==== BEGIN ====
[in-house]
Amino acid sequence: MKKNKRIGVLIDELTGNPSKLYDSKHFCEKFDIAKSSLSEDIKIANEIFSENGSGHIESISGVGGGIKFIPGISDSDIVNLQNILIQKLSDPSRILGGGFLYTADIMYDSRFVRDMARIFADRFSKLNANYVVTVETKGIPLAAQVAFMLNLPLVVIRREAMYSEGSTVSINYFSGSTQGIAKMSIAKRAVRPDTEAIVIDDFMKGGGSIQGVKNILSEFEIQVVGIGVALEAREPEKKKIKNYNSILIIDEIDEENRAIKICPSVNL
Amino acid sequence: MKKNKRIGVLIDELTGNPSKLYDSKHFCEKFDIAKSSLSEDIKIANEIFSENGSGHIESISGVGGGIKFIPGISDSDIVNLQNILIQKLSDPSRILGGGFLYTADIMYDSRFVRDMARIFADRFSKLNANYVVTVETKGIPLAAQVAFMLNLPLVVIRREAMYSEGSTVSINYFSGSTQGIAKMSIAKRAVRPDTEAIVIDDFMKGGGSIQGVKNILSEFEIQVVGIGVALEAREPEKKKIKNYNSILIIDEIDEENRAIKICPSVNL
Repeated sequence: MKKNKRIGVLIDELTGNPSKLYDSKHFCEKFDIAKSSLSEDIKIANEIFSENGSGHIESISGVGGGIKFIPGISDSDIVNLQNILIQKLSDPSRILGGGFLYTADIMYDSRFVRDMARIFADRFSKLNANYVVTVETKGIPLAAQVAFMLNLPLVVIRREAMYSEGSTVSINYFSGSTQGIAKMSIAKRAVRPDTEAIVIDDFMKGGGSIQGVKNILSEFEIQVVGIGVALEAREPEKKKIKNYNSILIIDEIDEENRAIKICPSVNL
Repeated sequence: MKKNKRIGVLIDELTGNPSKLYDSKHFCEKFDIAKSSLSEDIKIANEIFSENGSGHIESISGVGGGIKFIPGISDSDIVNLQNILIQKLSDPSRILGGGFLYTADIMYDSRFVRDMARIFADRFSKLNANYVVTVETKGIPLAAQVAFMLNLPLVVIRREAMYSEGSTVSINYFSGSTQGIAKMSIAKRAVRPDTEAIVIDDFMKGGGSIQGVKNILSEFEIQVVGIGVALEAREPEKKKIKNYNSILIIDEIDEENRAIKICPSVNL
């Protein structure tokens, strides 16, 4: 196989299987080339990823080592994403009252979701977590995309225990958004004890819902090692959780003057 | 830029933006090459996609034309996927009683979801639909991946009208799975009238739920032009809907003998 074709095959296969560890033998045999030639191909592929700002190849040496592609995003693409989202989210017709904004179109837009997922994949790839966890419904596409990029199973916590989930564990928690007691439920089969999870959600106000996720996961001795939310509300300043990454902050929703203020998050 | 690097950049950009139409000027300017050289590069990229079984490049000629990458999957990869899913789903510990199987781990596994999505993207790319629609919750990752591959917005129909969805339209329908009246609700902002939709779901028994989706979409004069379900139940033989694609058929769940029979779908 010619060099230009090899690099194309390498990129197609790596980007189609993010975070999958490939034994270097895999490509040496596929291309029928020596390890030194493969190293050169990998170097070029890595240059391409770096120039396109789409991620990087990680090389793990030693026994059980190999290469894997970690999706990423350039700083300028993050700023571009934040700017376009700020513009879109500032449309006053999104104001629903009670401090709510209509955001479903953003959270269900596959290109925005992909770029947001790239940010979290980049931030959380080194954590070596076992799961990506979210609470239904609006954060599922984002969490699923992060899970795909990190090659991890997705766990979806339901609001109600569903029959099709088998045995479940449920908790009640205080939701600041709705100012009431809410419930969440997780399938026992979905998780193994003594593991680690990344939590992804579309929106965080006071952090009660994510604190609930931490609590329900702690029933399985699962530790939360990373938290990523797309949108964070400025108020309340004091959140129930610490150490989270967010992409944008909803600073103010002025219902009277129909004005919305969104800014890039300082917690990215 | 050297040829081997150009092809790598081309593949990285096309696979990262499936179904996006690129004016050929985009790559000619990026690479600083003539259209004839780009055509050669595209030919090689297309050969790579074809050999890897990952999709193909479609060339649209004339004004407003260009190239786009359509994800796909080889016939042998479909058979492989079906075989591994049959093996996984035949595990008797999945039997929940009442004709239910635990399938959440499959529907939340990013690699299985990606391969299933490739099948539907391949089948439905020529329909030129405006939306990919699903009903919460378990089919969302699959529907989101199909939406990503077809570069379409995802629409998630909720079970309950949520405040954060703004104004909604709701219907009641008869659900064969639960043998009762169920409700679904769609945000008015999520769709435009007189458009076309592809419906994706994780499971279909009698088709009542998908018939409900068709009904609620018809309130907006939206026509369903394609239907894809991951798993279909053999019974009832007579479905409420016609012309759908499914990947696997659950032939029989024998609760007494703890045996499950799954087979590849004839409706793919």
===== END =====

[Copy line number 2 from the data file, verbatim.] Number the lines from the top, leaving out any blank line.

Amino acid sequence: MKKNKRIGVLIDELTGNPSKLYDSKHFCEKFDIAKSSLSEDIKIANEIFSENGSGHIESISGVGGGIKFIPGISDSDIVNLQNILIQKLSDPSRILGGGFLYTADIMYDSRFVRDMARIFADRFSKLNANYVVTVETKGIPLAAQVAFMLNLPLVVIRREAMYSEGSTVSINYFSGSTQGIAKMSIAKRAVRPDTEAIVIDDFMKGGGSIQGVKNILSEFEIQVVGIGVALEAREPEKKKIKNYNSILIIDEIDEENRAIKICPSVNL